Curatorial

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Philippe Decrauzat
Artforum
June 2009


Philippe Decrauzat, February 28 2009 – April 4, 2009, installation view, Elizabeth Dee Gallery, February 2009


The so-called neo-geo artists of the 1980s—New York painters Peter Halley, Ashley Bickerton, Philip Taaffe, and a few others—promoted an ironic distance from the often doctrinaire history of abstract painting, arguing that various art styles and effects be understood as nothing more than a series of ready-mades borrowed and brought together. Seeking to reveal complicity between the maker, viewer, and consumer in appreciating its own clearly simulated results and slick synthetic finish, this work, so the rhetoric went, could maintain its critical stance toward painting as an overt commodity fetish while also managing to take advantage of a flush art market.

Philippe Decrauzat’s composite style of reference and reproduction recalls this stance. His paintings, sculptures, installations, films, and printed ephemera borrow motifs from Op art, Minimalism, Constructivism, experimental film, and popular culture in “investigating the status of the image,” a favored phrase of the artist’s that tends to accompany his work, appearing most recently in the press release for his first solo show at Elizabeth Dee. Decrauzat’s approach is often associated with a Swiss school of abstraction defined primarily by Olivier Mosset and John Armelder. It closely resembles the latter’s use of various inherited styles, devices, and installation effects that playfully position the artist’s pursuit of an original aesthetic as outmoded, given the propensity for art to serve, in the end, as décor.

At the start of the show was Process II, 2009, a work in which five panels, painted green black, are arranged in a shape faintly resembling a swastika; modeled on a bench designed by László Moholy-Nagy to allow views in all directions in a circular room, Decrauzat’s work, in its hasty brush marks and drab color choice, makes for a deflated transposition of an artifact of utopian functionalism. To be reminded of Moholy-Nagy’s advance of the technological sublime—“To be a user of machines is to be of the spirit of this century. It has replaced the transcendental spiritualism of past eras.”—was to recognize how removed such avant-garde optimism for an engineered future seems today.

Decrauzat often provides a reference expressly to call into question the effectiveness or purported intention of its object, and this oblique work proved a fitting emblem for the rest of show. Eight-foot black “thermolacquered” steel bars propped throughout the gallery offered similarly sportive annulments. Outsized send-ups of the artist-shaman’s staff or the fop’s ashplant (recalling, for example, André Cadere’s long poles, or Joseph Beuys’s staff in his performance I Like America and America Likes Me, 1974), the bars also brought to mind the parodic gesture of Armleder’s Don’t Do It!, 1997–2000, a work composed of a series of Flavin-like neon tubes scattered like so many pick-up sticks across the gallery floor.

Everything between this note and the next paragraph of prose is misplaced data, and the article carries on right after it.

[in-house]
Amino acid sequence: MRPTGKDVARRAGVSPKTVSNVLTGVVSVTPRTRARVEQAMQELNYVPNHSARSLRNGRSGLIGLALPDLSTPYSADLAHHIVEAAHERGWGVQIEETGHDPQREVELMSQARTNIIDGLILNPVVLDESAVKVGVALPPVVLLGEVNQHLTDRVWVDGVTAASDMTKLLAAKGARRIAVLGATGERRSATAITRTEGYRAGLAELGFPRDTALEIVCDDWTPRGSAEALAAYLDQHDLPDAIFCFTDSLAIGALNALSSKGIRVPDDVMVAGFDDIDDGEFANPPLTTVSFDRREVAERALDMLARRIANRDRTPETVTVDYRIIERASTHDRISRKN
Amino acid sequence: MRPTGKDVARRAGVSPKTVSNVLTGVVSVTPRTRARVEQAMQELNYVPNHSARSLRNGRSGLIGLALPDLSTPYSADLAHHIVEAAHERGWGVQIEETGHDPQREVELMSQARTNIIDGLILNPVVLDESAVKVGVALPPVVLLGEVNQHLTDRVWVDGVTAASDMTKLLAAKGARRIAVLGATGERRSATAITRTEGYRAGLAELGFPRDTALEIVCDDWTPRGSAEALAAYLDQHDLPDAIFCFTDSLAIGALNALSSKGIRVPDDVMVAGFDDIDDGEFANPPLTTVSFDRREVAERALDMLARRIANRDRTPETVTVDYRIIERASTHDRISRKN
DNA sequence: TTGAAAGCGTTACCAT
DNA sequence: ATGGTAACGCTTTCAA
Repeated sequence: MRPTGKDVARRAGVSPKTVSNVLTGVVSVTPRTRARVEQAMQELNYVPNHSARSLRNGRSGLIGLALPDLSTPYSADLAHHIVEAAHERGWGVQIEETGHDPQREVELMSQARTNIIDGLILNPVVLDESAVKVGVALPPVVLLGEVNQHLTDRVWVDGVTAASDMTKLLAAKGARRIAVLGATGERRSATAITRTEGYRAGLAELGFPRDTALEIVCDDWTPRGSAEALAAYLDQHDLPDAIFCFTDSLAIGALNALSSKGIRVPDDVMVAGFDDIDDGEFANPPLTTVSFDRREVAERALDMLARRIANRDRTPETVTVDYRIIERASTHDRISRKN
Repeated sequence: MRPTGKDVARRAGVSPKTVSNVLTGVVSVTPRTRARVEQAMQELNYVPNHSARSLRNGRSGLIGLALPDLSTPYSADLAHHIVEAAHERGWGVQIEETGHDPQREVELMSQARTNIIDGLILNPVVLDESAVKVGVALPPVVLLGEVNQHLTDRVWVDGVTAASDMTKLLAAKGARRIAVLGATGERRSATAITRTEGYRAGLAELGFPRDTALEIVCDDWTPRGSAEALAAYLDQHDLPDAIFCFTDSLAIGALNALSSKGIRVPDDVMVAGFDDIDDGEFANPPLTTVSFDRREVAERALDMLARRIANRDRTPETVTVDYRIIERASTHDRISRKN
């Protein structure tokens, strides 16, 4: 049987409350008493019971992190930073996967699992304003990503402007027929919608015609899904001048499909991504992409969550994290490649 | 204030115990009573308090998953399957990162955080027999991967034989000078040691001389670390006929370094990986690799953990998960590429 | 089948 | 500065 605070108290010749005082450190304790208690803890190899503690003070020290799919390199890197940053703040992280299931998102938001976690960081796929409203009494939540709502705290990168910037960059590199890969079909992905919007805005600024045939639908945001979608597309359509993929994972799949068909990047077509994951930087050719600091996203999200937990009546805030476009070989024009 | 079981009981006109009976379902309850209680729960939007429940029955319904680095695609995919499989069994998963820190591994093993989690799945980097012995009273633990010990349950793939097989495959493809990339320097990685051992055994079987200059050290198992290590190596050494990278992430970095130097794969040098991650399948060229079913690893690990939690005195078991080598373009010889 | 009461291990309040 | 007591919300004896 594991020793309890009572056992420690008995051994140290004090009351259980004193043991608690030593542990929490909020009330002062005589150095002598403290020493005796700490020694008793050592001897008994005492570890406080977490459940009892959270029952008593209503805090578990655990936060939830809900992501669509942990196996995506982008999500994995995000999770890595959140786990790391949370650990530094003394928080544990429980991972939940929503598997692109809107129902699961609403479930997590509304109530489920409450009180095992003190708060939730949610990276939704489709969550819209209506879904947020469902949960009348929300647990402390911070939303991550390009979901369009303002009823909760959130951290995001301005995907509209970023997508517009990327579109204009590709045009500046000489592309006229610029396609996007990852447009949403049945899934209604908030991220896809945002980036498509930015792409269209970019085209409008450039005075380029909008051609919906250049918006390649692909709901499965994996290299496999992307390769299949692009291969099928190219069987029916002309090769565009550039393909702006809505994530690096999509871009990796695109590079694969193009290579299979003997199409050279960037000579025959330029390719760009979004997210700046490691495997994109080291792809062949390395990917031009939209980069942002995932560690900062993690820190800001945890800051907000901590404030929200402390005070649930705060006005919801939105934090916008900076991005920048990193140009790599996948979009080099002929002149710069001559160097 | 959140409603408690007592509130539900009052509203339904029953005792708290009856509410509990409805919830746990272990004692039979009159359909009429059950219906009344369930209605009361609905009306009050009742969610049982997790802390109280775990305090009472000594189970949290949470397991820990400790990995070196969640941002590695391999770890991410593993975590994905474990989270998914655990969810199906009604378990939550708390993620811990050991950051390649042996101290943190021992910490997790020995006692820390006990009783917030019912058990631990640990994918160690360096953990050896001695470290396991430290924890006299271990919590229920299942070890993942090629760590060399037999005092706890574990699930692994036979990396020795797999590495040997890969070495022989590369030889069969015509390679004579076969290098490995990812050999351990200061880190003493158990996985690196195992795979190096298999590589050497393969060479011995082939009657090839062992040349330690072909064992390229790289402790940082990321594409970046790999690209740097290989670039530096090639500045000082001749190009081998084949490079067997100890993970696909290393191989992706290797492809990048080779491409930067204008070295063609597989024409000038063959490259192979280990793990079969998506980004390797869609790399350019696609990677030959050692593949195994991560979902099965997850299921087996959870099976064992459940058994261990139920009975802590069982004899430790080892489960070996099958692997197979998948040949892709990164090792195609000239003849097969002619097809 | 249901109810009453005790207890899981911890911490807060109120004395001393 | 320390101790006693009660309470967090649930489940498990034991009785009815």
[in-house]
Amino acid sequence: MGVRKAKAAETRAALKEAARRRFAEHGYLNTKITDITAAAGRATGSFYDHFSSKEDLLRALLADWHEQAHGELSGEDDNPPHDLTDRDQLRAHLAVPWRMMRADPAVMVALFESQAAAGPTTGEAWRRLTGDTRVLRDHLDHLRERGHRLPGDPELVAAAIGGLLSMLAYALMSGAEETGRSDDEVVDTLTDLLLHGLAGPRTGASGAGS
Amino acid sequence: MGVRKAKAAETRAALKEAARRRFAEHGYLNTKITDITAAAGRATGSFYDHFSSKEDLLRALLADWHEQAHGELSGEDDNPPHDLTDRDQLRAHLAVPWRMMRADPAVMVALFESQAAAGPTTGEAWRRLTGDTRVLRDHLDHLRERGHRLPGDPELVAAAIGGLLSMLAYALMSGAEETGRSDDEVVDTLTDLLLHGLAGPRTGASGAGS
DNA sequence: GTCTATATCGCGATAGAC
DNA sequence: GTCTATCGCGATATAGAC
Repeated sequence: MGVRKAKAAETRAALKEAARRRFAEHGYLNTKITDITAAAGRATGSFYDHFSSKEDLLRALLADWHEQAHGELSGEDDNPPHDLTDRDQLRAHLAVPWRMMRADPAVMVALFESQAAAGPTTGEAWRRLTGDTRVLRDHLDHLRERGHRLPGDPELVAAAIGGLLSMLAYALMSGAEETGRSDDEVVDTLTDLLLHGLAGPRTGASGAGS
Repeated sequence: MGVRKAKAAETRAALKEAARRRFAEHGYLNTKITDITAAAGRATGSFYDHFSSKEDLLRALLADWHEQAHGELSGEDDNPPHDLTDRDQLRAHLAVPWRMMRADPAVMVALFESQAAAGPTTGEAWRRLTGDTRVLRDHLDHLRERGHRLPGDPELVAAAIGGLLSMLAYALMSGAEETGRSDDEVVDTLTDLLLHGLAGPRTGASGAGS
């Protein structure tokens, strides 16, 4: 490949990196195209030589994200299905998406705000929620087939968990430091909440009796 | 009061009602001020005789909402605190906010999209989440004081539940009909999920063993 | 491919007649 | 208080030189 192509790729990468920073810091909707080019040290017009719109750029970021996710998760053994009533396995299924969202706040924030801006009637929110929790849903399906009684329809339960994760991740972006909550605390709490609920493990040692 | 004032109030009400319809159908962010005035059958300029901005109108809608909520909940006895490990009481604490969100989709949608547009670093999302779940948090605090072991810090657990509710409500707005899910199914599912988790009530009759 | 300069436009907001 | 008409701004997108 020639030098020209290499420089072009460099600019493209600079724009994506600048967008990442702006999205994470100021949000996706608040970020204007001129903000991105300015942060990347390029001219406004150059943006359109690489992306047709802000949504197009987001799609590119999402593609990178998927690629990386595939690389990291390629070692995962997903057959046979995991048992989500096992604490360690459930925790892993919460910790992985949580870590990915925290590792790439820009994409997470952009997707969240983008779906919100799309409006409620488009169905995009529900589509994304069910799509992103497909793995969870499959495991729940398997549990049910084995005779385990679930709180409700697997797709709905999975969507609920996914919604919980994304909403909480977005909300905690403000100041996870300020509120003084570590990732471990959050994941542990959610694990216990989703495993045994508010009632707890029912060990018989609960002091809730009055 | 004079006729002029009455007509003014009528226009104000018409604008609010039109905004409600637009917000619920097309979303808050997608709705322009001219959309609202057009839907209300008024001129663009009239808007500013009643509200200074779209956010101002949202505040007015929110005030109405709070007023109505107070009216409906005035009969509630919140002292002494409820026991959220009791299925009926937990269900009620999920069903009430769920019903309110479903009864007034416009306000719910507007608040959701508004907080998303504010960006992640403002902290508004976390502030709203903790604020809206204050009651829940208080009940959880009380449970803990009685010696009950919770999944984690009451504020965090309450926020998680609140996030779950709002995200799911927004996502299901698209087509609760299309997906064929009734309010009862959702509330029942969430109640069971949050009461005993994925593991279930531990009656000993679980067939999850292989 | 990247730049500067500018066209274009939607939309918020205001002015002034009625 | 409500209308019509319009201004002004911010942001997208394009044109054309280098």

“Slow Motion,” 2008, is a series of six large triangular red-and-white-striped paintings that together suggest three rectangles halved, their respective two parts hung, in this show, opposite each other. The compositions inevitably recall Daniel Buren’s signature motif—borrowed from an industrially produced awning pattern—though the allusion is vitiated by a gradual darkening at the edges of the red, as if to imply an error in the work’s production. After Birds, 2008, provided the most compelling example of Decrauzat’s seemingly endless quotations, an elegant homage to the “flicker” films of Ken Jacobs, Paul Sharits, Tony Conrad, and others. Digitally extracted from the animated title sequence of Hitchock’s classic The Birds and printed to 16 mm, the footage of blackbirds dipping and swooping in flight is here sped up and crisscrossed to produce a Rorschach-like flickering abstraction that pulses from white on black to black on white. Nevertheless, in its self-satisfied reliance upon one reference after another, Decrauzat’s work ultimately exhibits a laissez-faire criticality, one that may have lost some of its luster in today’s climate of contraction.

                                                               --Fionn Meade 

Copryright Fionn Meade unless otherwise stated